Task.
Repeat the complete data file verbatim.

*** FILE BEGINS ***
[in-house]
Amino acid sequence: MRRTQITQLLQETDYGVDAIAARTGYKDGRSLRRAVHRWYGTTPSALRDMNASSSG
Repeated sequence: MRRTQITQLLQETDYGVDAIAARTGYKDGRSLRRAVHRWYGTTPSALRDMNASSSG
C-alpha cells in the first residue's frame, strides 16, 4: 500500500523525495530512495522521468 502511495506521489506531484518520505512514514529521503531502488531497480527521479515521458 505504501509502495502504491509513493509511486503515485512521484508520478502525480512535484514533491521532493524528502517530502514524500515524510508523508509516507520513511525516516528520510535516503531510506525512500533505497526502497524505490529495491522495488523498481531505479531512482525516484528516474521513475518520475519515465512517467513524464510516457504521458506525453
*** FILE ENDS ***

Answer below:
[in-house]
Amino acid sequence: MRRTQITQLLQETDYGVDAIAARTGYKDGRSLRRAVHRWYGTTPSALRDMNASSSG
Repeated sequence: MRRTQITQLLQETDYGVDAIAARTGYKDGRSLRRAVHRWYGTTPSALRDMNASSSG
C-alpha cells in the first residue's frame, strides 16, 4: 500500500523525495530512495522521468 502511495506521489506531484518520505512514514529521503531502488531497480527521479515521458 505504501509502495502504491509513493509511486503515485512521484508520478502525480512535484514533491521532493524528502517530502514524500515524510508523508509516507520513511525516516528520510535516503531510506525512500533505497526502497524505490529495491522495488523498481531505479531512482525516484528516474521513475518520475519515465512517467513524464510516457504521458506525453